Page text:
An unusual Valentine's Day: Love in the time of coronavirus
Zhang Guanlan

Whether you have read the novel Love in the Time of Cholera before or not, the drastic twists and turns of the relationship depicted seem unique, until now.

Weeks after the outbreak of the novel coronavirus, people have been keeping off the streets, suggesting that love might not exactly be in the air on this special day. But, love in the time of coronavirus has been evidenced every day, showing us what true love is.

The last goodbye

A heart-breaking video of an elderly couple bidding goodbye to each other at the hospital as they allegedly suffer from the novel coronavirus is doing the rounds on the internet. The video, first seen on Douyin (China's TikTok), revealed a limited scene of the couple lying on sickbeds, locking eyes while the wife was struggling to breathe. Their tightly holding hands at the time of farewell crushed hearts.

Screenshots of the video that went viral online. /Red Star video platform

Screenshots of the video that went viral online. /Red Star video platform

Due to chronic pulmonary obstructive disease (COPD), lung cancer with bone metastasis and coronary heart disease, Zhang, 85, was reportedly admitted to Xindu No.3 People's Hospital in Chengdu, southwestern China's Sichuan Province on January 16. The following day, his 87-year-old wife, Wen, who originally suffered from Alzheimer's Disease (AD), was admitted to the ICU at the same hospital after acute confusion and respiratory failure.

Despite days of efforts to resuscitate her, Wen has fared worse. On January 30, Zhang made the request via his children if he could see her. "In this life, maybe I will never see her again," Zhang, the husband, reportedly told his children. "I just want to see her."

With the help and safety measures provided by the hospital, the couple finally met each other, lying on their hospital beds pushed together. Zhang firstly grasped his wife's hand tightly, mumbling to her through his mask. "I am here," he said to her, faintly but reassuringly. Wen, who had been barely conscious, squeezed Zhang's hand, and later grabbed his bed pole as they were about to be separated, reported Sina News.

VCG Photo

VCG Photo

Wen passed away a day later, while Zhang reportedly still remains in the hospital for treatment.

Love letters to my ICU husband

Ever since the outbreak of the novel coronavirus, in the intensive care unit of Hangzhou Traditional Chinese Medicine Hospital in eastern China's Zhejiang Province, the medical staff have been more busy than usual. The hospital lockdown during this special period has left visitors, including patients' family members, with no access to the ward. At this local hospital, however, a daily love letter and a bowl of kiwis have become a way for two elderly to convey their love.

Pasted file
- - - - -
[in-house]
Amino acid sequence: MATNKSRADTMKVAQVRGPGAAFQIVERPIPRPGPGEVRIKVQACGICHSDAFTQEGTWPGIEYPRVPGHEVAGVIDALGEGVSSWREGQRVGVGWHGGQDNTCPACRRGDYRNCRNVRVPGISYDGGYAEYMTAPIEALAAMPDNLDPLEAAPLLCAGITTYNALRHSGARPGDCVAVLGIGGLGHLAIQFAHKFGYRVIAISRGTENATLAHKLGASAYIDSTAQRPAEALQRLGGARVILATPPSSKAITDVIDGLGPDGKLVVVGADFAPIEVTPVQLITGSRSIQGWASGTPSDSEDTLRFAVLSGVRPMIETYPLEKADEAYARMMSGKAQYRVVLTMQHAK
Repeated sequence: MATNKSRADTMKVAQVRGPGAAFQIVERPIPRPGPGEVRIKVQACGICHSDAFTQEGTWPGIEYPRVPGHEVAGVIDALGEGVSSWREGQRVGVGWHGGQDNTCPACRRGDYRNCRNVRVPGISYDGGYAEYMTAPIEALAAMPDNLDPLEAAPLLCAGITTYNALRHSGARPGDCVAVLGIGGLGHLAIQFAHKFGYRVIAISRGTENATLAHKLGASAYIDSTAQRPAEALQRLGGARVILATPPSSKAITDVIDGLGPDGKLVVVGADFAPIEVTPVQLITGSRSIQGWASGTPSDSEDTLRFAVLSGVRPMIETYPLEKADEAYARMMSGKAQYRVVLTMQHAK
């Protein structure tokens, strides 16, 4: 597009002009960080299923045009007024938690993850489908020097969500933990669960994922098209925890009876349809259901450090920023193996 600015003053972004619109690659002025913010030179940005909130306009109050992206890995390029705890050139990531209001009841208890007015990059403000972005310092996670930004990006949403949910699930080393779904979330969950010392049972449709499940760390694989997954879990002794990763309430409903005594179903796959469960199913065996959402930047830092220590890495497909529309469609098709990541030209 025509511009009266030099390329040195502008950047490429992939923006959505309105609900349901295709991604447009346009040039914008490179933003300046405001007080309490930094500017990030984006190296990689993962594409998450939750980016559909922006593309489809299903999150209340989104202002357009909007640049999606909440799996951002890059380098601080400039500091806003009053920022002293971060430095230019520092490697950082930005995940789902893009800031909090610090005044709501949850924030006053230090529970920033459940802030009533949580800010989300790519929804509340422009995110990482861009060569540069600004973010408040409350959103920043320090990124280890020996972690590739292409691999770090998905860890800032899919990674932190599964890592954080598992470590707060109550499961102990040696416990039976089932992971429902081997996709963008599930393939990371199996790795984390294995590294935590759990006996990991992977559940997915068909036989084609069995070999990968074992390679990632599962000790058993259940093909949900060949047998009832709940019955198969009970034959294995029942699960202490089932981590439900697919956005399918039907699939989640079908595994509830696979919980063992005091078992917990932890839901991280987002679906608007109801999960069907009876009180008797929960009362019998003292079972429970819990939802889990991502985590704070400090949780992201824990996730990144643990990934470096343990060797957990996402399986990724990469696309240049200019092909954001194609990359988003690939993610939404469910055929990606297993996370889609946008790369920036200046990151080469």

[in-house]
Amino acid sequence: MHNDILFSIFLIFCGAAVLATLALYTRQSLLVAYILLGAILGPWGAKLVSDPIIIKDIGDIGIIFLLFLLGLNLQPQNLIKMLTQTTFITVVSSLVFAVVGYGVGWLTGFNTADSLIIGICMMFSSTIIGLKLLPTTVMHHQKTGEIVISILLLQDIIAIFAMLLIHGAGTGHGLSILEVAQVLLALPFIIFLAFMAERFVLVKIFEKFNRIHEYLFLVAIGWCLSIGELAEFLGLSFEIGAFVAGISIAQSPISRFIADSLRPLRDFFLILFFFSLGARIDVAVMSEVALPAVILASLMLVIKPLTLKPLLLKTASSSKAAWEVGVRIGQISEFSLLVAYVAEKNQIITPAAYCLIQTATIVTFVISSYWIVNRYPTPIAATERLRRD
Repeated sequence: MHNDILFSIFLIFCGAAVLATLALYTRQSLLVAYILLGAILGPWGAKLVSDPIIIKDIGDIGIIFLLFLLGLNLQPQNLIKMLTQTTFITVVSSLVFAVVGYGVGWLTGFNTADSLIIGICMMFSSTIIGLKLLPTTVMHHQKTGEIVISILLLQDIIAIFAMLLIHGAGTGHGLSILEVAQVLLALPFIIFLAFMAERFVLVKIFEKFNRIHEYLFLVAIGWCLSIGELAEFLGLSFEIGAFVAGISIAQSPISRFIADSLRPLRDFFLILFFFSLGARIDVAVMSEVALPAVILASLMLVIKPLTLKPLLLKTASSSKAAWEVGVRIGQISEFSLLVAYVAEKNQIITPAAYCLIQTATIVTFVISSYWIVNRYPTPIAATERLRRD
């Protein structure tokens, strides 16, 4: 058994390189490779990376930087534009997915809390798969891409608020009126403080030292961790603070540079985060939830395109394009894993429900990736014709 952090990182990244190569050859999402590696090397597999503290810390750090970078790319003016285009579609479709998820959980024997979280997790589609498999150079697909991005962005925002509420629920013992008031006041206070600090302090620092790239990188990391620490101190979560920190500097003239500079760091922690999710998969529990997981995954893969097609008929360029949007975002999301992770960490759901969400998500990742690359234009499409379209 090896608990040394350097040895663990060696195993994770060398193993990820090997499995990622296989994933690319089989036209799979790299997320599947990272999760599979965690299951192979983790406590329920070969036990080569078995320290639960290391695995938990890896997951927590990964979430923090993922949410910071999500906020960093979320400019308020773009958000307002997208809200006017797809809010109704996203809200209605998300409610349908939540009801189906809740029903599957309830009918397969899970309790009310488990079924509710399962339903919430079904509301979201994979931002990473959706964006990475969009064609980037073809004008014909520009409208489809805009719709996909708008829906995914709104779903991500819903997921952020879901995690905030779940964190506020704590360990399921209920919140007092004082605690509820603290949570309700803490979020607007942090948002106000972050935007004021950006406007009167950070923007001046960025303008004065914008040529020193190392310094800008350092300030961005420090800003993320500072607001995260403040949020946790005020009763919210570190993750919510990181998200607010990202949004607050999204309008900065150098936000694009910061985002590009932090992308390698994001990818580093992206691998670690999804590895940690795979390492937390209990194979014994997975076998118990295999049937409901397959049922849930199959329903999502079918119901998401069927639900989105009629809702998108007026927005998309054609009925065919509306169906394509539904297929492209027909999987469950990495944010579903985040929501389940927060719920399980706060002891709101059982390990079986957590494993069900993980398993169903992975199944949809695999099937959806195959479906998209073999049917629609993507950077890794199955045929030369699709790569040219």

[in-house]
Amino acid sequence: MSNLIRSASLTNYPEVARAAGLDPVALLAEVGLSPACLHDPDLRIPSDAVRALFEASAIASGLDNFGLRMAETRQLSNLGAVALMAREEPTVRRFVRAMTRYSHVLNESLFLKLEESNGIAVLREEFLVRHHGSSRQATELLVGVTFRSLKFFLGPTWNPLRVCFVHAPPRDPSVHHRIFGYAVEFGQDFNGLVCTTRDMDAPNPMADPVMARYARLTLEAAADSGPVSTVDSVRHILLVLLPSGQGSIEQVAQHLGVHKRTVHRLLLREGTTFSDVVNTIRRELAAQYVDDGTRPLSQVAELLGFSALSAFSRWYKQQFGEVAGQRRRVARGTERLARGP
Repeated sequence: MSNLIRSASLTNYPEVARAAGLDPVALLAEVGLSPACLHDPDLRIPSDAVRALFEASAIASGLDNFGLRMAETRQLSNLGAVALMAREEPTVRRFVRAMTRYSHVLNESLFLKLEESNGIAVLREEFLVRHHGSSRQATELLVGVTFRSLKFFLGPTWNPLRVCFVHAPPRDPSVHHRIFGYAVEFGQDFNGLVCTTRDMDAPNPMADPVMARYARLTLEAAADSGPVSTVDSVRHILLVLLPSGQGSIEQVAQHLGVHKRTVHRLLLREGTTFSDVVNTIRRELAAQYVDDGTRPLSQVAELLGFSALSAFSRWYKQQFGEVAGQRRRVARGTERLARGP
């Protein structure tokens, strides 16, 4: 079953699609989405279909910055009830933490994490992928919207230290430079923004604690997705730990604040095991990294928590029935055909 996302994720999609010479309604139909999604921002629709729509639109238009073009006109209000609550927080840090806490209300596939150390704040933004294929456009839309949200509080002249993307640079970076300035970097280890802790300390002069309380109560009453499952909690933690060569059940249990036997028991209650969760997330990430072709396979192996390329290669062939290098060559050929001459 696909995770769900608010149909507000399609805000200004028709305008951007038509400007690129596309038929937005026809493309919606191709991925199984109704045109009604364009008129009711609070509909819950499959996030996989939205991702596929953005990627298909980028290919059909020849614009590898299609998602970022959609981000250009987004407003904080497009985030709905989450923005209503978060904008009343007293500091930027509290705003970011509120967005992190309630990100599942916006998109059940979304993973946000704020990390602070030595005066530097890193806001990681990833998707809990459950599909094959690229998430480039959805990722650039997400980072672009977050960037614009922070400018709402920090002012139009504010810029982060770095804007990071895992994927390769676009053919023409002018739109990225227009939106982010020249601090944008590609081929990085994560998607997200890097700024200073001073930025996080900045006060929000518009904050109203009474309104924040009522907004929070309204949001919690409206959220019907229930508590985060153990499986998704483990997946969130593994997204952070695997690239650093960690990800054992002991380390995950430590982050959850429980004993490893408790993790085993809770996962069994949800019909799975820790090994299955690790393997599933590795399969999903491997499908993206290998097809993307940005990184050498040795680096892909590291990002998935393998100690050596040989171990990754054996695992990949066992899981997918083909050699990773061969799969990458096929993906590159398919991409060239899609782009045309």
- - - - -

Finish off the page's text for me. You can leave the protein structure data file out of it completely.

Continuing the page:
Huang, 84, was hospitalized in the geriatrics department on the 13th floor due to respiratory diseases. Her 90-year-old husband, Sun, is an alleged coronavirus patient treated in the ICU on the third floor of the same building.

Huang usually visited her husband every day, bringing Sun's favorite – kiwi fruit – to the ICU, and touching his forehead before leaving. However, as the coronavirus outbreak forced the hospital into a lockdown, the elderly lady now gives kiwi fruit to her beloved via nurses every day, and exchanges love letters with her husband.

Each love letter starts with "my dear husband/wife," is loaded with love, encouragement and missing of each other. Without any violent demonstrations, true love is presented in each stroke of the character of their handwriting.

A no-guest wedding

The recent novel coronavirus outbreak may have hindered a lot of plans. However, it doesn't seem to have overwhelmed young Chinese couples' determination to be married. One couple in the city of Jiaozhou, eastern China's Shandong Province, held a no-guest wedding with a two-minute service witnessed by only four people all wearing masks.

The couple made a bow to their parents during a concise ceremony held in a courtyard on the day of wedding. /Xinhua Photo

The couple made a bow to their parents during a concise ceremony held in a courtyard on the day of wedding. /Xinhua Photo

With the bride's father serving as the MC and her mother as the photographer, Zhang Long and Chen Xiao, the bridegroom and bride, pressed on with their schedule but turned the banquet into a concise yet mask-wearing ceremony attended only by parents of the two.

At about 10 a.m. on the day of the wedding, the bridegroom drove out to pick up the bride. After only a five or six-minute-drive, he arrived at the bride's house next door. At the moment when Zhang lifted the red bridal veil, they both laughed. "I couldn't even see what lipstick color she put on since she was wearing a mask," said the bridegroom Zhang Long, according to Xinhua.

The moment when the groom lifted the red bridal veil. /Xinhua Photo

The moment when the groom lifted the red bridal veil. /Xinhua Photo

After the extraordinarily short ceremony, the groom followed the local custom of eating pork fried by his mother-in-law before taking the bride home.

After all, the wedding is just a ceremony in the couple's eyes. "It was unexpected that the situation turned critical. It cost him only several hundred yuan to marry me," said Chen Xiao, the bride, to Xinhua, "But it doesn't matter, as long as he is the right man for me."

Today, February 14, is destined to be different. The novel coronavirus has been casting a shadow for weeks, but true love has remained.